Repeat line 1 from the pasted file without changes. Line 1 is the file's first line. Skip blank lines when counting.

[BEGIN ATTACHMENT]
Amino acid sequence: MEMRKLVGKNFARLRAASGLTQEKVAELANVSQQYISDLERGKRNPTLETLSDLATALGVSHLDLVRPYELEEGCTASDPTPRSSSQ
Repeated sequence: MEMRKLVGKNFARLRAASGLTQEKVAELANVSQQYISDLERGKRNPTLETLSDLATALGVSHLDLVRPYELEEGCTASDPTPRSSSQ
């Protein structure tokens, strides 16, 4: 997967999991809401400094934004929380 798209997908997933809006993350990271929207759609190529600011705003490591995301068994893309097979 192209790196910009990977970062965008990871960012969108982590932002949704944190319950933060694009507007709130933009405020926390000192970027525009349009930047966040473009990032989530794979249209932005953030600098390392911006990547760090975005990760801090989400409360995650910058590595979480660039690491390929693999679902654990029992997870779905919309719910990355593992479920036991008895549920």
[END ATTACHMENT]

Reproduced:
Amino acid sequence: MEMRKLVGKNFARLRAASGLTQEKVAELANVSQQYISDLERGKRNPTLETLSDLATALGVSHLDLVRPYELEEGCTASDPTPRSSSQ